|Vaughn Ward||Raul Labrador|
Some weeks ago, a friend – an Idaho Republican – speculated that some interest and political significance might attach to the matter of Vaughn Ward‘s income. His speculation then didn’t seem to have any specifics associated with it. But with an article out today, he may turn out to be right.
Ward, a Republican, is running in the 1st U.S. House district now represented by Democrat Walt Minnick; he is opposed in the Republican primary chiefly by state Representative Raul Labrador of Eagle.
A month out from the primary, Ward has most of the advantages over Labrador. He has a lot more money (having crossed the half-million mark, he probably has between five and ten times as much as Labrador). He has near-official support from the Republican infrastructure in Washington, and the lion’s share of endorsements within Idaho from elected Republicans, including a lot of the legislators with whom Labrador serves. Much of the state’s Republican establishment has coalesced around Ward. In what is for practical purposes a two-man race, history says that Ward should win and that it won’t be close.
We’re not placing any bets against that, either. But in the last couple of months some discordant notes have struck, and one from today could resonate.
A story by reporter Dan Popkey in the Idaho Statesman today answers the question our Republican friend posed some time ago: How Ward is supporting himself during a solid year spent campaigning. The answer is that – apart from a modest income from the Marine reserves – his wife Kirsten has been working as a technology manager. Her employer is Fannie Mae (the Federal National Mortgage Association), which is a congressionally-sponsored corporation – semi-public, semi-private – set up “to purchase and securitize mortgages in order to ensure that funds are consistently available to the institutions that lend money to home buyers.” And yes, Fannie Mae has been smack in the middle of the mortgage crisis of the last couple of years.
And as Popkey noted, “Fannie Mae was spared bankruptcy by federal bailouts. It has received $76 billion since being taken over by the Federal Housing Financing Agency in 2008. Taxpayers are on the hook for an additional $125 billion, according to Fannie Mae.” A short leap takes you – or maybe Labrador – to the idea that Ward’s candidacy is effectively underwritten by a federal finance bailout.
It wouldn’t be a fair formulation; Kirsten Ward’s job evidently has had to do with keeping the computer systems running, not with packaging mortgages. But the politics involved could be treacherous.
Popkey points out, for example, that Ward has railed consistently across the big bailout payoffs and said in January, “We’ve watched the federal government spend billions of dollars on huge bank bailouts while our community banks fail.” That potent point of outrage stands to get undermined by household employment at Fannie Mae.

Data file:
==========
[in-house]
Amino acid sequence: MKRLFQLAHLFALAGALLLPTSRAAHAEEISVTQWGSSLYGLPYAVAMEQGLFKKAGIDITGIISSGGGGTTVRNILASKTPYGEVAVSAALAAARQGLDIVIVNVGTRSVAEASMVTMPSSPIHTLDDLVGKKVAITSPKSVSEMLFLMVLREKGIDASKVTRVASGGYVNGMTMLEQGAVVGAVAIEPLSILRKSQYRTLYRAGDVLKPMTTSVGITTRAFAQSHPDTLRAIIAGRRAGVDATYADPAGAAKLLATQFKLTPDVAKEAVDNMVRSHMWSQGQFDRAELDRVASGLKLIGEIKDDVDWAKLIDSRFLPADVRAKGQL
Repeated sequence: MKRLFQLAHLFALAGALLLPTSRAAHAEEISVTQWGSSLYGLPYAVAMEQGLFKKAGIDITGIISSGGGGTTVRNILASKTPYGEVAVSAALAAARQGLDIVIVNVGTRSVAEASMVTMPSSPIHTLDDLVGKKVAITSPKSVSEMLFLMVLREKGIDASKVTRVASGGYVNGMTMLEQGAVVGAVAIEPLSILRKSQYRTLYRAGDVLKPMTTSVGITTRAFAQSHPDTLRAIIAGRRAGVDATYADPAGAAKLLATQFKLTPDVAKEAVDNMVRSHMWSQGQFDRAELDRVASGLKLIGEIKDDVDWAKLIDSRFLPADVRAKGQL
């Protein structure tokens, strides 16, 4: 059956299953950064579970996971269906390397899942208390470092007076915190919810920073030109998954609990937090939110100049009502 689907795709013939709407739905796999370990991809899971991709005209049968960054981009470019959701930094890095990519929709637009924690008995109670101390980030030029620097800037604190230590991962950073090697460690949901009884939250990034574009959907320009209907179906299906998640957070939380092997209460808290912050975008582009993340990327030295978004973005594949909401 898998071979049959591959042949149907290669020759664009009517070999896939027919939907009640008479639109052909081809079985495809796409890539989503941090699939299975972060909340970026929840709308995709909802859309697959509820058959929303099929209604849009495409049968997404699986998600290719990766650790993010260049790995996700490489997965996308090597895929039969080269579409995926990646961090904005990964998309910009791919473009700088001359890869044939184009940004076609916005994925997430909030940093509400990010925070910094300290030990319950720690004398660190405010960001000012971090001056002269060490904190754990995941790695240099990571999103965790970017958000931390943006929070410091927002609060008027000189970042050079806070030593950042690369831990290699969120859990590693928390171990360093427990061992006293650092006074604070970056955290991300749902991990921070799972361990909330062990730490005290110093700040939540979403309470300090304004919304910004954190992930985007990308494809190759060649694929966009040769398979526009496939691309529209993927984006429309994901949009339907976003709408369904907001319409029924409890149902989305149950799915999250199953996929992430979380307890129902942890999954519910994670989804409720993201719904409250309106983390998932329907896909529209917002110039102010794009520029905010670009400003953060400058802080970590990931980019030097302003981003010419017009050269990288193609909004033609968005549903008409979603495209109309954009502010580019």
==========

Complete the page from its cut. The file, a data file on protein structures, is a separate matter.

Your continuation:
There’s something more fundamental here, though, that goes to the core dynamics of the race.
If you’re running in a Republican primary election this year, you want to position yourself as an outsider – one of the protester, someone scaling the ramparts. Many are the veteran D.C. Republicans from John McCain on down receiving in-party blasts for being part of the insider crowd. Ward clearly has recognized this. Last year, running against state Representative Ken Roberts, he took care to position himself with the outsiders: Ward was just another working guy, a veteran who’d been out on the front, someone who talked the language and expressed the emotions of the had-enough Republicans who disproportionately turn out in Republican primaries (and maybe this year more than usual). Eventually Roberts, who in contrast had played up his state legislative and leadership experience, dropped out.
From the time Labrador has entered, shortly after Roberts dropped, he has challenged Ward from the populist side, appealing hard to the Tea Party crowd, pulling in some support from former Representative Bill Sali (who has a support base still within the party) and generally playing the role of the scrappy underdog. How much support he’s been picking up is unclear; his campaign manager recently departed because fundraising has been weak. But within the activist part of the party, Labrador has caught some of the tone.
Meanwhile, the counter-narrative details on Ward have been accumulating. The D.C. support and connections run counter to his narrative as an outsider. So does the big campaign warchest. So does the long, long roster of top-line party endorsers. As does the word of the house the family still owns in the D.C. metro area while renting its place in Idaho. Item by item, Ward the outsider has morphed into Ward the Republican establishment guy.
It’s a matter of piling on to the narrative – the one Ward doesn’t (or shouldn’t) want. So you get things like the Ward campaign blasting away at Sali for a minor verbal slip that ends up outraging the Sali contingent. Things like what’s called on one blog “truckgate” – the trivial fact that a pickup truck used in a Ward commercial isn’t his personal vehicle (what? something staged in a political commercial?) – which would be completely ignored as it should be except for how it feeds into the morphing narrative.
And now, the Fannie Mae material.
Betting here still runs on Ward to win the primary – the key signals all say he should. But if Labrador does pull an upset . . . well, just link back right here . . .Share on Facebook